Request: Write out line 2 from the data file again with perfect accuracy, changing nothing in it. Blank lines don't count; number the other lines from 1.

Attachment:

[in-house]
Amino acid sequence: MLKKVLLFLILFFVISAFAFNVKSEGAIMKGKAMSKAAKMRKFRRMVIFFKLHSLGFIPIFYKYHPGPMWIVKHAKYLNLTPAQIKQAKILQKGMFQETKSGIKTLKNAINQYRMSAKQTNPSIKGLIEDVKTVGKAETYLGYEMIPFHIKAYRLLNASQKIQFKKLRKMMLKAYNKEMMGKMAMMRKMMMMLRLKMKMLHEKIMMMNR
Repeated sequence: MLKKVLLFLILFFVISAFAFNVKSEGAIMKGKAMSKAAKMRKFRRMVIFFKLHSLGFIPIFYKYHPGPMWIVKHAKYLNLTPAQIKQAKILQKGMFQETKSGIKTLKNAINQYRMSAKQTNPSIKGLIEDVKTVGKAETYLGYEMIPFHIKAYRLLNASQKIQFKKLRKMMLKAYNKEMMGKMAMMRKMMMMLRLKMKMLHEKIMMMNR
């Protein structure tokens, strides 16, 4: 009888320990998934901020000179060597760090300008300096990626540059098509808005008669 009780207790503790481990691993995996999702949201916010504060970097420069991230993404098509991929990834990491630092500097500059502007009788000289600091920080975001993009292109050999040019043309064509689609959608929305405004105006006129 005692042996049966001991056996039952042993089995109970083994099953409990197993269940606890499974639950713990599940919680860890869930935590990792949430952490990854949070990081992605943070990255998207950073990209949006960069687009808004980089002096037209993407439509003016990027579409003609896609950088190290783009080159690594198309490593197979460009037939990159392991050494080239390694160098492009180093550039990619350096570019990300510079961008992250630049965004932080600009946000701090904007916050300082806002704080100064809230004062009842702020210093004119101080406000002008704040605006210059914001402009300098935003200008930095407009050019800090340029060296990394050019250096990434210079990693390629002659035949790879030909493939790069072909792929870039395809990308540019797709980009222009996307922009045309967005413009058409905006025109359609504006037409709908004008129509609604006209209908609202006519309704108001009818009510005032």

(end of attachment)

Amino acid sequence: MLKKVLLFLILFFVISAFAFNVKSEGAIMKGKAMSKAAKMRKFRRMVIFFKLHSLGFIPIFYKYHPGPMWIVKHAKYLNLTPAQIKQAKILQKGMFQETKSGIKTLKNAINQYRMSAKQTNPSIKGLIEDVKTVGKAETYLGYEMIPFHIKAYRLLNASQKIQFKKLRKMMLKAYNKEMMGKMAMMRKMMMMLRLKMKMLHEKIMMMNR